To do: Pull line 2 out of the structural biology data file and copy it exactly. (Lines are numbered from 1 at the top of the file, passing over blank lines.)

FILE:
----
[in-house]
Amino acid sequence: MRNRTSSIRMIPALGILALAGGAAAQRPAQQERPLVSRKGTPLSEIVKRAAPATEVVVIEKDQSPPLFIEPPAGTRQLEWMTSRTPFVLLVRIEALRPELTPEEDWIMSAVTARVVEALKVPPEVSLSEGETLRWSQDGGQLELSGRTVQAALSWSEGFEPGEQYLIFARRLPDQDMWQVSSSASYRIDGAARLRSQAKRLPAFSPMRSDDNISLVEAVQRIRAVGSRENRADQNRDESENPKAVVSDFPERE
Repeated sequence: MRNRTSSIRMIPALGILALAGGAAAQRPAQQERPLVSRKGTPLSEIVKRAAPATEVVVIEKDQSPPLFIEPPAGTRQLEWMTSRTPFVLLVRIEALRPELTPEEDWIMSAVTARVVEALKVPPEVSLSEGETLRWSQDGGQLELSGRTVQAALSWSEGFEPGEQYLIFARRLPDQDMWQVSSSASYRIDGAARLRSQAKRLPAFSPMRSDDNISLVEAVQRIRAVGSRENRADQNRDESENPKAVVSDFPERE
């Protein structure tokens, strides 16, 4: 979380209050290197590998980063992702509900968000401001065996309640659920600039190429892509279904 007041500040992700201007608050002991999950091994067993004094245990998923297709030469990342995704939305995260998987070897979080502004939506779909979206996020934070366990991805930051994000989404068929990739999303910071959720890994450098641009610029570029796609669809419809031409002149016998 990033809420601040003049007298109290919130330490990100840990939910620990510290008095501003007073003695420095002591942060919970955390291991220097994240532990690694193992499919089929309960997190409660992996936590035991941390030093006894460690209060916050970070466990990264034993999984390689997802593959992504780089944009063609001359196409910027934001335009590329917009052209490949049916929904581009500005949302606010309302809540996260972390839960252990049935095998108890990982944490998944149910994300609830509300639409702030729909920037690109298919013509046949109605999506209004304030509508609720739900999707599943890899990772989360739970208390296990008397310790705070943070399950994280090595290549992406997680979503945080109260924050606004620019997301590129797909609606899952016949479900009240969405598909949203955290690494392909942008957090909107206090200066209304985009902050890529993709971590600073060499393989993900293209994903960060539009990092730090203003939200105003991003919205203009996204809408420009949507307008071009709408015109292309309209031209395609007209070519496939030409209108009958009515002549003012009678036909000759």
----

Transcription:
Amino acid sequence: MRNRTSSIRMIPALGILALAGGAAAQRPAQQERPLVSRKGTPLSEIVKRAAPATEVVVIEKDQSPPLFIEPPAGTRQLEWMTSRTPFVLLVRIEALRPELTPEEDWIMSAVTARVVEALKVPPEVSLSEGETLRWSQDGGQLELSGRTVQAALSWSEGFEPGEQYLIFARRLPDQDMWQVSSSASYRIDGAARLRSQAKRLPAFSPMRSDDNISLVEAVQRIRAVGSRENRADQNRDESENPKAVVSDFPERE